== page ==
OLYMPUS is a Japanese company that manufactures wide range of imaging devices. OLYMPUS enjoys a majority share of the world market in gastro-intestinal endoscopes. It has a roughly 70% share of the global market whose estimated value is US$2.5 billion. Also it competes with Ethicon, a subsidiary of Johnson & Johnson, in laparoscopic device market.
In 2011 OLYMPUS was accused of its falsified financial statements lasted for two decades to hide over $1 billion in losses. This fraud scandal, brought up by the company’s former CEO, put the company in scrutiny, losing more than 70% of its equity value on stock market.
In October 2012 Sony Corporation offered to invest about $642 million, ended up owning about 11.5% of outstanding share of OLYMPUS. (Sony’s share of OLYMPUS diluted to 10% as of today)
In April 2013, Sony and OLYMPUS established Sony OLYMPUS Medical Solutions (SOMS) as a joint venture. Sony owns 51% of its share, intending to develop high quality medical imaging medical devices leveraging Sony’s 4K resolution imaging sensor and 3D modeling technologies.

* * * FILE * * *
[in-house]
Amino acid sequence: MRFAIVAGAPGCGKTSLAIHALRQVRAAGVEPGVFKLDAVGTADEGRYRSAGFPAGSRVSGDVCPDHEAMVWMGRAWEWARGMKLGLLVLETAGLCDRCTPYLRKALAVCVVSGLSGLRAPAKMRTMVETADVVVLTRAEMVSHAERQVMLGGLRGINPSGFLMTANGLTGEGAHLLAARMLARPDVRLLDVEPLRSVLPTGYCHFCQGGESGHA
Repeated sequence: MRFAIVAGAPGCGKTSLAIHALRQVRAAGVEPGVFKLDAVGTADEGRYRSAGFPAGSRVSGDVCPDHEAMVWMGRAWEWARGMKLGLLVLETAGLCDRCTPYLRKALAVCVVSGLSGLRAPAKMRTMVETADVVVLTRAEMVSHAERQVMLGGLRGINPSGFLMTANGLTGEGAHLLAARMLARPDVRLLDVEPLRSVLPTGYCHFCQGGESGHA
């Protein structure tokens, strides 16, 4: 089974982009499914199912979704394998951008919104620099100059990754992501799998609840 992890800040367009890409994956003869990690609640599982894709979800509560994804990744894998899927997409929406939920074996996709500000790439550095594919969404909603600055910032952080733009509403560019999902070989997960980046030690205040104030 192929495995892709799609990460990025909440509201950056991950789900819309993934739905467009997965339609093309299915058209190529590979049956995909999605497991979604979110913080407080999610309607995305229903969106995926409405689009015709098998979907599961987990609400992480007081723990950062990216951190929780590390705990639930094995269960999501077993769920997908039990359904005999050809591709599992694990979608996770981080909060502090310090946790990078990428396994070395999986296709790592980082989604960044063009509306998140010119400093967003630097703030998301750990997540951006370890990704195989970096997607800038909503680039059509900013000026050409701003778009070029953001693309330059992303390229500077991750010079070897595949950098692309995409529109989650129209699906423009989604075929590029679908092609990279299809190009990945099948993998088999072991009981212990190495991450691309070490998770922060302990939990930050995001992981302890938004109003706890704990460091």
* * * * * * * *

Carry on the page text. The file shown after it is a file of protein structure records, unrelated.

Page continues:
SOMS has not come up with any significant output yet. Allegedly OLYMPUS is not supportive to disclose information necessary to develop the new products.
Despite the scandal, OLYMPUS’s medical imaging business has been pretty robust. OLYMPUS’s stock price has recovered to 4,465 Yen (as of today) up from record low price of 424 Yen at November 11, 2011, bringing Sony more than $800 million of appreciated gain. Market capital value of OLYMPUS as of today is about $12.8 billion.
On the other hand, Sony, after the years of losses, has been facing strong pressure from its shareholders to reform its organizational structure, focusing on core businesses. $800 million of profit from OLYMPUS stock should be attractive to Sony’s restructuring.